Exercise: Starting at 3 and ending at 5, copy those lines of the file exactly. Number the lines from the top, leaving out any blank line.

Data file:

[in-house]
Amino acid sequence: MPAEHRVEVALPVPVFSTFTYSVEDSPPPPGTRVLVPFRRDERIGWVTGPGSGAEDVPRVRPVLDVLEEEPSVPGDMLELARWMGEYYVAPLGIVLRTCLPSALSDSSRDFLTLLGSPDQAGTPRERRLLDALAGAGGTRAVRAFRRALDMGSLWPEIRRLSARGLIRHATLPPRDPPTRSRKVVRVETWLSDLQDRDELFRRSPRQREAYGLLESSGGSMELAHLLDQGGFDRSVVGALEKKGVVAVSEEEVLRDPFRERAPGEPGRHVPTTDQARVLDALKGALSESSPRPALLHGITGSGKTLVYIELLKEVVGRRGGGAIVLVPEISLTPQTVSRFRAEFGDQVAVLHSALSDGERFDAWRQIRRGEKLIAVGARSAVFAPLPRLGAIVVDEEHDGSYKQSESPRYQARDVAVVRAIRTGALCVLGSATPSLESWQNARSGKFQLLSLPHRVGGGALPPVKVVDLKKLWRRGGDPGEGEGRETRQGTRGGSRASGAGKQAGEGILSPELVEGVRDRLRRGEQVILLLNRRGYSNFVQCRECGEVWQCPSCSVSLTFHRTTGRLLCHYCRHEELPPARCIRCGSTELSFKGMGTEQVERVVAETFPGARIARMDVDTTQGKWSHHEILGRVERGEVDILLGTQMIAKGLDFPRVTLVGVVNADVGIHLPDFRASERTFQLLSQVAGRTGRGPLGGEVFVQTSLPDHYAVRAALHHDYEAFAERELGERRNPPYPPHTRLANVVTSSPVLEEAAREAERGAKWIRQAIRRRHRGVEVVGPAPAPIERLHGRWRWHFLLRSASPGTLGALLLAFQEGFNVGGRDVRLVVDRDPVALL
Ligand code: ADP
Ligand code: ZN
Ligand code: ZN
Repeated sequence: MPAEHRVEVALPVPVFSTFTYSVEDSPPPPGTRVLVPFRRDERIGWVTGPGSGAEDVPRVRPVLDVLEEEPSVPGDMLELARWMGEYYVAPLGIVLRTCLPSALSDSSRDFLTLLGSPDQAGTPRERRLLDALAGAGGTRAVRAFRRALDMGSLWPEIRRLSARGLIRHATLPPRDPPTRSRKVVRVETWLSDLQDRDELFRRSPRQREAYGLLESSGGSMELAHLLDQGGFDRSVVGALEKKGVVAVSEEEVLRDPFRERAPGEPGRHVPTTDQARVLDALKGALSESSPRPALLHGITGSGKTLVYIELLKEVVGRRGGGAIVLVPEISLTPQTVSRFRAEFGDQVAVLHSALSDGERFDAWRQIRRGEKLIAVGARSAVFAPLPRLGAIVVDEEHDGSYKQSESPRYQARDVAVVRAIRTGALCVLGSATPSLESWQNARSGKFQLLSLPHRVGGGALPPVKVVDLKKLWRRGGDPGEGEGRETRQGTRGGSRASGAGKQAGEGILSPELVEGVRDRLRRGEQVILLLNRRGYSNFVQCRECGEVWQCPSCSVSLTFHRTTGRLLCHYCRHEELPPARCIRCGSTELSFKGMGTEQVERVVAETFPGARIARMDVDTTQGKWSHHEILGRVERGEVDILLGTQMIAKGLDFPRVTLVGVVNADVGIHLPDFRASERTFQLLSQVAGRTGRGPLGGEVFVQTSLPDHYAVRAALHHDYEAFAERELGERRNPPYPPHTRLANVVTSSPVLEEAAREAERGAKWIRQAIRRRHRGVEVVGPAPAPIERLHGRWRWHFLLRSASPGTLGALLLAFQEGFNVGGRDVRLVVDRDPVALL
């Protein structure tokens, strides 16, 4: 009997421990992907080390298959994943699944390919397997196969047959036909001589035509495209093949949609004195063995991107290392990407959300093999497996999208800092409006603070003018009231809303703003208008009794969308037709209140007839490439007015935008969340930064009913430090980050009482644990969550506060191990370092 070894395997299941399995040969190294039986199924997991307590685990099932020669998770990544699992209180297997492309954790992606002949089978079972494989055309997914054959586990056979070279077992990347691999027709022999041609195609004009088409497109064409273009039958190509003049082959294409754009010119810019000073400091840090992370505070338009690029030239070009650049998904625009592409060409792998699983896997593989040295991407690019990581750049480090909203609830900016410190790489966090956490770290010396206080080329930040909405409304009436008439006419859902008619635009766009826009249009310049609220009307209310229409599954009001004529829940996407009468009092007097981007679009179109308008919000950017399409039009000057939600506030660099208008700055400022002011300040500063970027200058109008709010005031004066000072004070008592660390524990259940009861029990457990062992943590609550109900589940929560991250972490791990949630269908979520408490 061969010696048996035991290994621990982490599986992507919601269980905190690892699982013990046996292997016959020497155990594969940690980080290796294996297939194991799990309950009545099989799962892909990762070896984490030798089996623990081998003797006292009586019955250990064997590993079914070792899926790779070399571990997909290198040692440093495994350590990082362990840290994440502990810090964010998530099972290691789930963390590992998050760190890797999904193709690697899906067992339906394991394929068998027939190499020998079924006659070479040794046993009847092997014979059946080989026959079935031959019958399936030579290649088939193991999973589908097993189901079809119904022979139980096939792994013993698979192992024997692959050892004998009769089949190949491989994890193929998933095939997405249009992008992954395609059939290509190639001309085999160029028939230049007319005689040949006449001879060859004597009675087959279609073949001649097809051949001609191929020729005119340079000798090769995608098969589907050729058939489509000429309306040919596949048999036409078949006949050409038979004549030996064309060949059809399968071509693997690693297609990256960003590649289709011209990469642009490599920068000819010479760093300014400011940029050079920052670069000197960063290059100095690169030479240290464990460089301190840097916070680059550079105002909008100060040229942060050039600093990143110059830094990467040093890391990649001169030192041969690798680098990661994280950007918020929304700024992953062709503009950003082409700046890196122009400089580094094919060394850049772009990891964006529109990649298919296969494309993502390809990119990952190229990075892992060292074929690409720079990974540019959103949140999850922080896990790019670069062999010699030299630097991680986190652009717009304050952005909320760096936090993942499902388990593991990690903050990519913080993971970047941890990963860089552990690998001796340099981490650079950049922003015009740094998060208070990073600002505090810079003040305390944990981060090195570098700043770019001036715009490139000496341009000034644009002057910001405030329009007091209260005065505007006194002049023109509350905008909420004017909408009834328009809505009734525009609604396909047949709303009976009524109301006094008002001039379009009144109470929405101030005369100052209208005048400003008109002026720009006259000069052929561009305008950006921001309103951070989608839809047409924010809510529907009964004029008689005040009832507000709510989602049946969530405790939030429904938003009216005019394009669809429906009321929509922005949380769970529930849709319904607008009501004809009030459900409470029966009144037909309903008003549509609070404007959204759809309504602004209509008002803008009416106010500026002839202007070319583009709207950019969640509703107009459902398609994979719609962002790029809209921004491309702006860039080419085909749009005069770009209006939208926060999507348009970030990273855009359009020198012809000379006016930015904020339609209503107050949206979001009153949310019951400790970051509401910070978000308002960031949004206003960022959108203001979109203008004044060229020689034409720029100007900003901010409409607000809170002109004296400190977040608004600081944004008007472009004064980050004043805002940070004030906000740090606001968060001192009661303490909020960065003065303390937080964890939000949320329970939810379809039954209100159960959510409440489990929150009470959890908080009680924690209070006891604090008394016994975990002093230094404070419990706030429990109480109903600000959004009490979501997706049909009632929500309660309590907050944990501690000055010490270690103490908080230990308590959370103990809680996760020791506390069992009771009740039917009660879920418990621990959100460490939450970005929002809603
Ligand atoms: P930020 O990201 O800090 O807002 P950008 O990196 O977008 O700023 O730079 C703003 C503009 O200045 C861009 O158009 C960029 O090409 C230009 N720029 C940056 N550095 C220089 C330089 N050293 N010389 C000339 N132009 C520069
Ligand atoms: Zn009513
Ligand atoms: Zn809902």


Ligand code: ADP
Ligand code: ZN
Ligand code: ZN